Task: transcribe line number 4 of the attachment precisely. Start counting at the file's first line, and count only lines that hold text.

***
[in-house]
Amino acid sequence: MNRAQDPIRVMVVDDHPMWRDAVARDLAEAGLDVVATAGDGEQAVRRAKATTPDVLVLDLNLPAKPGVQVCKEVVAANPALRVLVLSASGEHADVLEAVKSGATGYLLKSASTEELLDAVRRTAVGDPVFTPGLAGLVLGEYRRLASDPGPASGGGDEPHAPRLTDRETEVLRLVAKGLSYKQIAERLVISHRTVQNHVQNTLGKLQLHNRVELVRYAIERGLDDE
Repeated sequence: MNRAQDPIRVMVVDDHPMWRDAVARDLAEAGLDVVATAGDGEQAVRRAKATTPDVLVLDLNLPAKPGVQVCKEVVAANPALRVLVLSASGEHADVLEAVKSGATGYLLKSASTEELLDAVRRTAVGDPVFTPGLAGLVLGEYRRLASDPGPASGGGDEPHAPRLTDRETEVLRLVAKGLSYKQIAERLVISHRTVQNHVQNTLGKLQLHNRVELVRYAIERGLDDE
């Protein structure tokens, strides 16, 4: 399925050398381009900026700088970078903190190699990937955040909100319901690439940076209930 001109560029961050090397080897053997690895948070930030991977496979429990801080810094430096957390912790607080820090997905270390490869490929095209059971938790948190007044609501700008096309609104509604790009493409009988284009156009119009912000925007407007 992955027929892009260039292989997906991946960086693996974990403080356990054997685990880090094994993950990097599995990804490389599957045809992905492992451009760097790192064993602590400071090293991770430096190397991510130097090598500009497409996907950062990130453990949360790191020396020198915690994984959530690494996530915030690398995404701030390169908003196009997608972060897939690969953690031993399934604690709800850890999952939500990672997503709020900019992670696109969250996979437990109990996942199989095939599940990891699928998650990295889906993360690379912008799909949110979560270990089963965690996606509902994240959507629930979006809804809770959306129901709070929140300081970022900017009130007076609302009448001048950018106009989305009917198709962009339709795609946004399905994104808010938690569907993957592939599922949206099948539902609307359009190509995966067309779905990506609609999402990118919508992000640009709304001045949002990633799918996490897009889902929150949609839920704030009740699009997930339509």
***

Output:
């Protein structure tokens, strides 16, 4: 399925050398381009900026700088970078903190190699990937955040909100319901690439940076209930 001109560029961050090397080897053997690895948070930030991977496979429990801080810094430096957390912790607080820090997905270390490869490929095209059971938790948190007044609501700008096309609104509604790009493409009988284009156009119009912000925007407007 992955027929892009260039292989997906991946960086693996974990403080356990054997685990880090094994993950990097599995990804490389599957045809992905492992451009760097790192064993602590400071090293991770430096190397991510130097090598500009497409996907950062990130453990949360790191020396020198915690994984959530690494996530915030690398995404701030390169908003196009997608972060897939690969953690031993399934604690709800850890999952939500990672997503709020900019992670696109969250996979437990109990996942199989095939599940990891699928998650990295889906993360690379912008799909949110979560270990089963965690996606509902994240959507629930979006809804809770959306129901709070929140300081970022900017009130007076609302009448001048950018106009989305009917198709962009339709795609946004399905994104808010938690569907993957592939599922949206099948539902609307359009190509995966067309779905990506609609999402990118919508992000640009709304001045949002990633799918996490897009889902929150949609839920704030009740699009997930339509």